Tip #153 – Dropped Voices

For the longest time, I had no idea what people meant by “use a ‘drop-2’ voicing on that chord.” That terminology was unfamiliar to me at the time. However, I am here no to tell you all so that you don’t end up in the same situation as I was of not knowing.

Dropped voicing is a simple way of creating an open position chord voicing by lowering specific notes by an octave.

First, you start with a chord (usually, in four-part density with the melody note doubled) just like the examples below:

Then to do “drop-2,” you simply drop the second voice from the top an octave down:

This can also be done as “drop-3” or “drop-4” depending on your liking of the sound. In addition, you can combine certain ones together. Most typically, arrangers use “drop-2 & 4” in their scores:

Thank you so much for taking the time to read! Feel free to comment, share, and subscribe for more daily tips below! Till next time.

Author: Bryan M. Waring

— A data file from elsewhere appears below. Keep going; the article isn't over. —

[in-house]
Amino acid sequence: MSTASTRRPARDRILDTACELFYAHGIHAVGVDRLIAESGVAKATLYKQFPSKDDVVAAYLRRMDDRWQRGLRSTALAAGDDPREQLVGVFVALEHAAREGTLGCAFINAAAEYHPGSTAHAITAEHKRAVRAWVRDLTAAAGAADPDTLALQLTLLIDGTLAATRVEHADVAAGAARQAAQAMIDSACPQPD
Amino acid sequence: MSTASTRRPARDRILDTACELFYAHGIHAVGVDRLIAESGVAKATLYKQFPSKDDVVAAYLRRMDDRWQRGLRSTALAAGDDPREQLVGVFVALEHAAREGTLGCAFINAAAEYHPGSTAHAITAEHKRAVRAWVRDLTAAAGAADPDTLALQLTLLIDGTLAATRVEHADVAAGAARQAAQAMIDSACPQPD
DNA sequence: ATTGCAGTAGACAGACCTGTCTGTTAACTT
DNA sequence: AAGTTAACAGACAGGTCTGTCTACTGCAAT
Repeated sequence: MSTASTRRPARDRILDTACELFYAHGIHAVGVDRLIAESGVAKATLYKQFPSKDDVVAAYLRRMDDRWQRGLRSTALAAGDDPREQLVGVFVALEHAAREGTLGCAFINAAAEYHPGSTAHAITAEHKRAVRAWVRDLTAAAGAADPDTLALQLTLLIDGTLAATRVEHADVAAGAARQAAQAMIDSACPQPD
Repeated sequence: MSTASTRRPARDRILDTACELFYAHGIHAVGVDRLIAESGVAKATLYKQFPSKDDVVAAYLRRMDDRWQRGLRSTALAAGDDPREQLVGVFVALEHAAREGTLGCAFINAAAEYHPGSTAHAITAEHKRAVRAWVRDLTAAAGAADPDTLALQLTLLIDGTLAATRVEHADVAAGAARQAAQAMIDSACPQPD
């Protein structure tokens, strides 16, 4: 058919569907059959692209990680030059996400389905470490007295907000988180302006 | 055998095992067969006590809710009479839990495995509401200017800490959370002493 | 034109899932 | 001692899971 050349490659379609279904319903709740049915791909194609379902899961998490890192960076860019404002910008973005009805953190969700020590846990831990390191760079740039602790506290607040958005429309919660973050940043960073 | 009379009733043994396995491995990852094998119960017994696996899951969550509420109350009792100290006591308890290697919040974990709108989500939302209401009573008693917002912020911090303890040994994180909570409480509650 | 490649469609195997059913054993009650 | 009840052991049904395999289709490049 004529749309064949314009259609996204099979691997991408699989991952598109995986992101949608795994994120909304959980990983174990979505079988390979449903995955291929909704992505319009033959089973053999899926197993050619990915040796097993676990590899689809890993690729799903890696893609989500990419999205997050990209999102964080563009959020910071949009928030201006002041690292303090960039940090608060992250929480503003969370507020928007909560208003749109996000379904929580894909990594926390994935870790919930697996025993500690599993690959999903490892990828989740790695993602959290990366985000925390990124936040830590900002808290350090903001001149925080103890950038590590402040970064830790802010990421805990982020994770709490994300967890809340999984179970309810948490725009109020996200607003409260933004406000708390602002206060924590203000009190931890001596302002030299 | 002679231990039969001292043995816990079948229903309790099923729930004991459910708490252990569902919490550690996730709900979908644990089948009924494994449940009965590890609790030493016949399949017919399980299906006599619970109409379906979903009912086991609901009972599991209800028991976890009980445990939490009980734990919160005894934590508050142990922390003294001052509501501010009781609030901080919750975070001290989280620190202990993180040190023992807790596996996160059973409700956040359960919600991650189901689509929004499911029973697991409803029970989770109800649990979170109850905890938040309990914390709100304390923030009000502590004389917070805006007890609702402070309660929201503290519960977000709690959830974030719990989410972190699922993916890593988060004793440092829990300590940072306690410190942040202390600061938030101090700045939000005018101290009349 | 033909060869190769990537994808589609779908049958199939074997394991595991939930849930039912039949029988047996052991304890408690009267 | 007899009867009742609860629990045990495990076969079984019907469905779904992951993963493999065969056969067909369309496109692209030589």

Bryan Waring is a graduate of USM's School of Music with a B.M. in Performance – Composition and is now attending Belmont University for a M.M. in Commercial Media – Composition & Arranging. During his time at USM, he studied violin with Dino Liva and composition with Dr. Daniel Sonenberg, as well as has premiered several pieces during the semiannual Composer's Ensemble concert series. In 2017, Bryan was a writer for the original musical theater work of "Molded By The Flow," directed by Paul Dresher and Rinde Eckert. Outside of school, Bryan has been involved with writing music for videogame developers at Portland's CI2 Lab, collaborating with the King Tide Party, and studying with Larry Groupé (Straw Dogs) in San Diego. Now living in Nashville. Along with composing, Bryan teaches music to children, receiving the Master Teacher Award for his work at ESF Camps; and does audio engineering for live ensembles. Besides talents in music, Bryan is a team-player in any competitive work environment; equipped with skills in leadership, organization, mathematics, creativity, communication, and managing. On the side, Bryan has worked as a model for several skilled artists in the New England area. Among his other accomplishments include obtaining the rank of Eagle Scout in April 2013 with a project of building a side parking area with guide rails for Webb Mountain Park in Monroe, CT.

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